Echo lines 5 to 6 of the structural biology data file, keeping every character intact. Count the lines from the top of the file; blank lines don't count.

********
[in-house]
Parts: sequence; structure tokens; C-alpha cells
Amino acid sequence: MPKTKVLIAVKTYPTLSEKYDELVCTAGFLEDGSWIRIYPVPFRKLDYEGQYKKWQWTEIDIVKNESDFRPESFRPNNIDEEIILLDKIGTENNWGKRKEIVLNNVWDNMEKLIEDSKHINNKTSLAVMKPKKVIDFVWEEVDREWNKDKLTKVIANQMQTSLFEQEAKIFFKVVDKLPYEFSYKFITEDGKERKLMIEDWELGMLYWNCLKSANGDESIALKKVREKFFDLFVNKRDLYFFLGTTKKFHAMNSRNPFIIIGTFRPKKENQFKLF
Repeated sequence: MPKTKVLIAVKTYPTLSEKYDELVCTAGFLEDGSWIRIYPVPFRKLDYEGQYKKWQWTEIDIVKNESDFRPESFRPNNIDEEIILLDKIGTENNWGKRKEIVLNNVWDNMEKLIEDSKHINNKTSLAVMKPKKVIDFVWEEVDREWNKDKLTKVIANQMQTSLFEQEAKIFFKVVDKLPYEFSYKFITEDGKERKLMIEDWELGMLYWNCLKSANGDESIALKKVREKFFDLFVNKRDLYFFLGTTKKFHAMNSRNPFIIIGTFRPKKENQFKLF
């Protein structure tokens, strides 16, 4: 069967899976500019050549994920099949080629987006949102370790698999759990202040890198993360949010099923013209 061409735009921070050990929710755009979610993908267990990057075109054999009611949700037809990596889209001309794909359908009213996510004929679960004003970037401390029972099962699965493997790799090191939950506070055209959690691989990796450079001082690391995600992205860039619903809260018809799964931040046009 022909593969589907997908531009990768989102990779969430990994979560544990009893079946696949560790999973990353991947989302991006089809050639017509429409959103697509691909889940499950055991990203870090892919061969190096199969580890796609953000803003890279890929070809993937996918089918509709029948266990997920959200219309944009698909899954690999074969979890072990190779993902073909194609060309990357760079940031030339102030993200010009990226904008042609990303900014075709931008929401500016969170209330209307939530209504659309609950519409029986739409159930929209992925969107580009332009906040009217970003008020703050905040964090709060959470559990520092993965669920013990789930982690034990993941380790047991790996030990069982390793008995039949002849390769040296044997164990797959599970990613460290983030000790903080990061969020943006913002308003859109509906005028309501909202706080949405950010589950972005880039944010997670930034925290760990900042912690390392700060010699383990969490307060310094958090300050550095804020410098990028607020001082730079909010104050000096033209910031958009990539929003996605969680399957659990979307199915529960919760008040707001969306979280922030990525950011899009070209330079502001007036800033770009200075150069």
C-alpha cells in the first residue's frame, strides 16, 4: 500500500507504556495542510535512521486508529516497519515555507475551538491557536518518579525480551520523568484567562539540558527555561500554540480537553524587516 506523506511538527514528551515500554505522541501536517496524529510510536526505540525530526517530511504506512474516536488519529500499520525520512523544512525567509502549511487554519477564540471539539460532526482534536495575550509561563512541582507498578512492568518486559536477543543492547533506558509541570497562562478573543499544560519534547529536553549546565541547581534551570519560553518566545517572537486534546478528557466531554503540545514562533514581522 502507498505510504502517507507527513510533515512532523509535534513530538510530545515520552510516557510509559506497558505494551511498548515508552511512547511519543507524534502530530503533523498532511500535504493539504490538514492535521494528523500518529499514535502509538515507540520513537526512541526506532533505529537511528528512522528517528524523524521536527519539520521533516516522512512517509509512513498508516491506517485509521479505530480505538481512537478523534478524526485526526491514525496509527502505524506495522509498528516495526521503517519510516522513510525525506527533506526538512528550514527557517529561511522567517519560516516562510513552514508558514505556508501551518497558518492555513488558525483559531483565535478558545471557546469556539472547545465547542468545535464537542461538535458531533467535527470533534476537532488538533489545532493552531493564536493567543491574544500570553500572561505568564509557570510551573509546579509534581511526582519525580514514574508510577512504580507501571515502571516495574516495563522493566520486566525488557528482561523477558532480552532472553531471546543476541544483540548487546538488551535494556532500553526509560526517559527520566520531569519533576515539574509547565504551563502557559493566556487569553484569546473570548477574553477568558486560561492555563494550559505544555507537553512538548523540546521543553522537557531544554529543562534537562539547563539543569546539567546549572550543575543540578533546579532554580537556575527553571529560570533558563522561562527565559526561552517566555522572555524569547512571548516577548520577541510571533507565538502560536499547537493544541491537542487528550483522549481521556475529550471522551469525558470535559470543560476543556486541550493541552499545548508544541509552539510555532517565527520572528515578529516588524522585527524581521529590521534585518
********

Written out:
């Protein structure tokens, strides 16, 4: 069967899976500019050549994920099949080629987006949102370790698999759990202040890198993360949010099923013209 061409735009921070050990929710755009979610993908267990990057075109054999009611949700037809990596889209001309794909359908009213996510004929679960004003970037401390029972099962699965493997790799090191939950506070055209959690691989990796450079001082690391995600992205860039619903809260018809799964931040046009 022909593969589907997908531009990768989102990779969430990994979560544990009893079946696949560790999973990353991947989302991006089809050639017509429409959103697509691909889940499950055991990203870090892919061969190096199969580890796609953000803003890279890929070809993937996918089918509709029948266990997920959200219309944009698909899954690999074969979890072990190779993902073909194609060309990357760079940031030339102030993200010009990226904008042609990303900014075709931008929401500016969170209330209307939530209504659309609950519409029986739409159930929209992925969107580009332009906040009217970003008020703050905040964090709060959470559990520092993965669920013990789930982690034990993941380790047991790996030990069982390793008995039949002849390769040296044997164990797959599970990613460290983030000790903080990061969020943006913002308003859109509906005028309501909202706080949405950010589950972005880039944010997670930034925290760990900042912690390392700060010699383990969490307060310094958090300050550095804020410098990028607020001082730079909010104050000096033209910031958009990539929003996605969680399957659990979307199915529960919760008040707001969306979280922030990525950011899009070209330079502001007036800033770009200075150069």
C-alpha cells in the first residue's frame, strides 16, 4: 500500500507504556495542510535512521486508529516497519515555507475551538491557536518518579525480551520523568484567562539540558527555561500554540480537553524587516 506523506511538527514528551515500554505522541501536517496524529510510536526505540525530526517530511504506512474516536488519529500499520525520512523544512525567509502549511487554519477564540471539539460532526482534536495575550509561563512541582507498578512492568518486559536477543543492547533506558509541570497562562478573543499544560519534547529536553549546565541547581534551570519560553518566545517572537486534546478528557466531554503540545514562533514581522 502507498505510504502517507507527513510533515512532523509535534513530538510530545515520552510516557510509559506497558505494551511498548515508552511512547511519543507524534502530530503533523498532511500535504493539504490538514492535521494528523500518529499514535502509538515507540520513537526512541526506532533505529537511528528512522528517528524523524521536527519539520521533516516522512512517509509512513498508516491506517485509521479505530480505538481512537478523534478524526485526526491514525496509527502505524506495522509498528516495526521503517519510516522513510525525506527533506526538512528550514527557517529561511522567517519560516516562510513552514508558514505556508501551518497558518492555513488558525483559531483565535478558545471557546469556539472547545465547542468545535464537542461538535458531533467535527470533534476537532488538533489545532493552531493564536493567543491574544500570553500572561505568564509557570510551573509546579509534581511526582519525580514514574508510577512504580507501571515502571516495574516495563522493566520486566525488557528482561523477558532480552532472553531471546543476541544483540548487546538488551535494556532500553526509560526517559527520566520531569519533576515539574509547565504551563502557559493566556487569553484569546473570548477574553477568558486560561492555563494550559505544555507537553512538548523540546521543553522537557531544554529543562534537562539547563539543569546539567546549572550543575543540578533546579532554580537556575527553571529560570533558563522561562527565559526561552517566555522572555524569547512571548516577548520577541510571533507565538502560536499547537493544541491537542487528550483522549481521556475529550471522551469525558470535559470543560476543556486541550493541552499545548508544541509552539510555532517565527520572528515578529516588524522585527524581521529590521534585518